A relational database is based upon sets, with each table representing a set. However, there are some types of information that are not directly amenable to the set data structure. Think, for example, of an organization chart, a bill of material in a manufacturing and assembly plant, or a family tree. These types of information are hierarchical in nature, and most conveniently represented in a tree structure. In this chapter we discuss how we can represent such hierarchical information in a relational table. We also discuss in detail various SQL constructs that we need to use to extract hierarchical information from a relational table.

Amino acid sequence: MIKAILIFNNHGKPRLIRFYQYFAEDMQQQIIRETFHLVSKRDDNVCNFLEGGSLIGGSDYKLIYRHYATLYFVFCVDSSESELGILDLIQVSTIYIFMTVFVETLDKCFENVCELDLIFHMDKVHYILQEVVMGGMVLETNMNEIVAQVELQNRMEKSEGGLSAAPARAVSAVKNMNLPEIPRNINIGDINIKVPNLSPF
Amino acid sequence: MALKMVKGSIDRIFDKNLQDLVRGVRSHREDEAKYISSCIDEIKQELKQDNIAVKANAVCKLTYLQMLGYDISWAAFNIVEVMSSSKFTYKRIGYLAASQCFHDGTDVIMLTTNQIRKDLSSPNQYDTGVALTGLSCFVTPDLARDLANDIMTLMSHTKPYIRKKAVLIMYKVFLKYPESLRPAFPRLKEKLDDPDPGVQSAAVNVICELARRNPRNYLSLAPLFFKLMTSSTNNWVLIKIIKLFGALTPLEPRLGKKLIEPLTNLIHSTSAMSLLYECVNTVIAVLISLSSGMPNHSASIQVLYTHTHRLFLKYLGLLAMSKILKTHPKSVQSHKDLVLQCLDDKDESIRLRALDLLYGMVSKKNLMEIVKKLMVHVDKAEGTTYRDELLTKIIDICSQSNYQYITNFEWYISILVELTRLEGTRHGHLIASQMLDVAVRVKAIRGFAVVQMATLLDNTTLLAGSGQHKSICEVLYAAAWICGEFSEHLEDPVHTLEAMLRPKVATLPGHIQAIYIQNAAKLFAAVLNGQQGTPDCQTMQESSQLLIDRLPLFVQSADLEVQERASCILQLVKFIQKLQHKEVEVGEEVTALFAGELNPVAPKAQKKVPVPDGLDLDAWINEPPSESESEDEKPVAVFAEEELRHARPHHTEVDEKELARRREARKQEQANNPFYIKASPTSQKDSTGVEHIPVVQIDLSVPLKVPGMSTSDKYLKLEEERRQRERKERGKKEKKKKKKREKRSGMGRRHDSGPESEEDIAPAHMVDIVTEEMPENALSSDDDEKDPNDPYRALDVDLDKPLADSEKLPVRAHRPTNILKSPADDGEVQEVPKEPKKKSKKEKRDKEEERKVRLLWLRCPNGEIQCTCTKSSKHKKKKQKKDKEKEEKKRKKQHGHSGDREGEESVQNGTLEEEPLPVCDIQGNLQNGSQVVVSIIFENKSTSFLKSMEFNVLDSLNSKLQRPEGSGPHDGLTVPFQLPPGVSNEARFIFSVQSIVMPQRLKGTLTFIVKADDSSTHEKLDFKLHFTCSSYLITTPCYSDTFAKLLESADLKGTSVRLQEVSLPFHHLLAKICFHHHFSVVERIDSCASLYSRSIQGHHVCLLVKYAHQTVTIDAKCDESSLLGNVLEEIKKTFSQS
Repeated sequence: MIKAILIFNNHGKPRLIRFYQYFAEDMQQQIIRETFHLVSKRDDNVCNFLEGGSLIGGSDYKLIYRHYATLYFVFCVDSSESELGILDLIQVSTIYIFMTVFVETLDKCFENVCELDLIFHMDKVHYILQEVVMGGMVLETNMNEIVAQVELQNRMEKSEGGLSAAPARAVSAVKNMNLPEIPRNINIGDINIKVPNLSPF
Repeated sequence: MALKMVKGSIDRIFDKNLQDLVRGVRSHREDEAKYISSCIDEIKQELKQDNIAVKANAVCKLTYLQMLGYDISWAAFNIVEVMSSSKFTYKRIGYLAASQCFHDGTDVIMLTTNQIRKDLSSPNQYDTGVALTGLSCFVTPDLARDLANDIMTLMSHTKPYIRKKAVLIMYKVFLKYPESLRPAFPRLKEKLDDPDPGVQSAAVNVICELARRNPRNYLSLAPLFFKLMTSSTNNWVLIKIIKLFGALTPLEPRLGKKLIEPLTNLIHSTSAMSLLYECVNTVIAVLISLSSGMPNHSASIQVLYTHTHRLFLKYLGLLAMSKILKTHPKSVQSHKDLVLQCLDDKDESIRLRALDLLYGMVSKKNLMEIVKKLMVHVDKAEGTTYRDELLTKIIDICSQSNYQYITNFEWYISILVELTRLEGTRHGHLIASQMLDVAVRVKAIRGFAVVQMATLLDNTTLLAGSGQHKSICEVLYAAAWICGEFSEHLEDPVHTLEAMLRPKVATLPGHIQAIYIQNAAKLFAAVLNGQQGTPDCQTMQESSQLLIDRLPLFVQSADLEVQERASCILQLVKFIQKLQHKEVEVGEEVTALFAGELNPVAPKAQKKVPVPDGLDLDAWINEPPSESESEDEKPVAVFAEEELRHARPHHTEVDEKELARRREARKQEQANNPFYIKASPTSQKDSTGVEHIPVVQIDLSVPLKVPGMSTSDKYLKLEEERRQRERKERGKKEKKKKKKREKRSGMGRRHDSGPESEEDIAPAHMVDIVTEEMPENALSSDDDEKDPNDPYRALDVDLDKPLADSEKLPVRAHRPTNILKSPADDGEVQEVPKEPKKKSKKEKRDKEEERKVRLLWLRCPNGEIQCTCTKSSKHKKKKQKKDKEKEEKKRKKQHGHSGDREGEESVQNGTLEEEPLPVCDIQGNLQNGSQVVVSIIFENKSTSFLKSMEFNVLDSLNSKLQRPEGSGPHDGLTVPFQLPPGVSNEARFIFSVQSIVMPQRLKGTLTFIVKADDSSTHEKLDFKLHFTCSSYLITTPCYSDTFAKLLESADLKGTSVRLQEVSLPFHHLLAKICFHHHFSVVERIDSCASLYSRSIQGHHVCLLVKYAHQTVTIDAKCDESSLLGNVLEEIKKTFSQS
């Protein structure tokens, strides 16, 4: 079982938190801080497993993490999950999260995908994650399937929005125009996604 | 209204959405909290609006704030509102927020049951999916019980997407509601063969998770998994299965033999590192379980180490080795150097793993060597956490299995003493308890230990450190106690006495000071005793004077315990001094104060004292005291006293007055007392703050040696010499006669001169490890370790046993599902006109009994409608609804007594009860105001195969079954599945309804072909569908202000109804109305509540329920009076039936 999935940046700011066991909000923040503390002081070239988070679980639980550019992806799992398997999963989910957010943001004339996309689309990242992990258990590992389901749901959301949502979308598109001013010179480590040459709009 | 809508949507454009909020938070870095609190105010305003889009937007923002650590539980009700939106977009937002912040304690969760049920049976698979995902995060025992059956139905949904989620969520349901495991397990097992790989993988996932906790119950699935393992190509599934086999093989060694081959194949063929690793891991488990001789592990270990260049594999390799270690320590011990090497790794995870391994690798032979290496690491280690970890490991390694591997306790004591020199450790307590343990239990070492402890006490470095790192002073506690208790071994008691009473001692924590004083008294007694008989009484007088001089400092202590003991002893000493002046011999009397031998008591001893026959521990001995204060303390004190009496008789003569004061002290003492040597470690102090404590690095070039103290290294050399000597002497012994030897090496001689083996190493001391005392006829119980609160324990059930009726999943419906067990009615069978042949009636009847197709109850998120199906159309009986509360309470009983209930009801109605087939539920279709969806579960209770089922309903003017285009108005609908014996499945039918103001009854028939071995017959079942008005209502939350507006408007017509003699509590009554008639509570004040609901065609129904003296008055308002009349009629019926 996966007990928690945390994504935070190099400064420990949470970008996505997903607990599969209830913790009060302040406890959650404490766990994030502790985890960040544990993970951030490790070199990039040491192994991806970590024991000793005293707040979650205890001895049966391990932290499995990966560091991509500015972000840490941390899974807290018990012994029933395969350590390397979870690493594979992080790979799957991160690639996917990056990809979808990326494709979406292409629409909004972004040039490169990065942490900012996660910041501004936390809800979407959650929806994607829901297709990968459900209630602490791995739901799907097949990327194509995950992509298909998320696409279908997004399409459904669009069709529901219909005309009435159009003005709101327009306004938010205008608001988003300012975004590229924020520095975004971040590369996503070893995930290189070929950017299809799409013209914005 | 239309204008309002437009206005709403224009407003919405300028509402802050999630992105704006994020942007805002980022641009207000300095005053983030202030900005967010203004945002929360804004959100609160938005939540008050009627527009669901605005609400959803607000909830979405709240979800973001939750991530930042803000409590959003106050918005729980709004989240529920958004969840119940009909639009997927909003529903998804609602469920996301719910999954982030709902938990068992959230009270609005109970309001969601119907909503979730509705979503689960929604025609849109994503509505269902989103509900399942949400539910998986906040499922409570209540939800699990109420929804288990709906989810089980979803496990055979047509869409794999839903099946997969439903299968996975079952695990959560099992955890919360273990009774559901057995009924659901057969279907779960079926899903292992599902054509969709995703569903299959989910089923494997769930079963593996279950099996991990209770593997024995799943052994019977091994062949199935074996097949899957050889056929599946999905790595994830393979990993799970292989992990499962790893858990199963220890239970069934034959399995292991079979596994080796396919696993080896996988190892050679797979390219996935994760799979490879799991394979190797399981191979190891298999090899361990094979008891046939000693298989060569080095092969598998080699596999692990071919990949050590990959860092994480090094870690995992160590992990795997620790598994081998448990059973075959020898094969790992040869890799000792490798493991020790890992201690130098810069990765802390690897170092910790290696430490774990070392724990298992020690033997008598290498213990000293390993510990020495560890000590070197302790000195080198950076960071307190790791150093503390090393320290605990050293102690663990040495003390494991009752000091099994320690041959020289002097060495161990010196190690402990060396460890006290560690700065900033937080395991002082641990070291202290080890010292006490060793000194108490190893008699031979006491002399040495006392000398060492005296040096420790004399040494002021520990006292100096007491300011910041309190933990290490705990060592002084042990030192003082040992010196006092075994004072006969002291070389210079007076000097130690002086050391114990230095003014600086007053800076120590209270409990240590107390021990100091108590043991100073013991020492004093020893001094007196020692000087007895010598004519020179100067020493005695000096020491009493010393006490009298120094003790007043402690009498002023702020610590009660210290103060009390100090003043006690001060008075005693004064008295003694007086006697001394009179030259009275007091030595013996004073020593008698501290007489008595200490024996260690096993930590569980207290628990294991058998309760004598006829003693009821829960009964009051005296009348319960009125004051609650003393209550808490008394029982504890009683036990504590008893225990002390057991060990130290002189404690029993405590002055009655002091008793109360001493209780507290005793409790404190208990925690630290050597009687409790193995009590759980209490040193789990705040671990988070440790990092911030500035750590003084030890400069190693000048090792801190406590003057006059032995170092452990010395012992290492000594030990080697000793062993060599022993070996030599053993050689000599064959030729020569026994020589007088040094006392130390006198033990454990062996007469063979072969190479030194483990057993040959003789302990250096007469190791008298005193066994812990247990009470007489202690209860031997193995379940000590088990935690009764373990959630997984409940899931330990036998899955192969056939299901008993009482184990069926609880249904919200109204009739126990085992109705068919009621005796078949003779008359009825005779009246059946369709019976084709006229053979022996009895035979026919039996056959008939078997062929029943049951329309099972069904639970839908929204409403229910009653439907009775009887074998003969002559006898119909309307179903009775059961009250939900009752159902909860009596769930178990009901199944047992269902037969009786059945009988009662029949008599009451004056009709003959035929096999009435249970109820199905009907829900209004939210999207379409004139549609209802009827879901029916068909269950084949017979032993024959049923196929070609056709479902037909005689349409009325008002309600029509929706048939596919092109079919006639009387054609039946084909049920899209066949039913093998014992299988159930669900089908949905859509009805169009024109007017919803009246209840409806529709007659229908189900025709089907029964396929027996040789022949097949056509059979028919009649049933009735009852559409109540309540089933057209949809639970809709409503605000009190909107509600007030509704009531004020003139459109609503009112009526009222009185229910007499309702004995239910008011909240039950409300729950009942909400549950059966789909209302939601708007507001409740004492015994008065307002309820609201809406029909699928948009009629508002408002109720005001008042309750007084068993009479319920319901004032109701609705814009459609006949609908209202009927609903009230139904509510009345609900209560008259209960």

Let’s look at an example to understand how we can represent hierarchical information in a relational database. As a basis for the example, we’ll use an organization chart showing how one employee reports to another within a large organization, as shown in Figure 8-1.
Figure 8-1. An organization chart
Figure 8-1 represents a hierarchy of employees. The information regarding an employee, his manager, and the reporting relationship need to be represented in one table, EMPLOYEE, as shown in the Entity Relationship Diagram in Figure 8-2.
Figure 8-2. Entity Relationship Diagram of the EMPLOYEE ...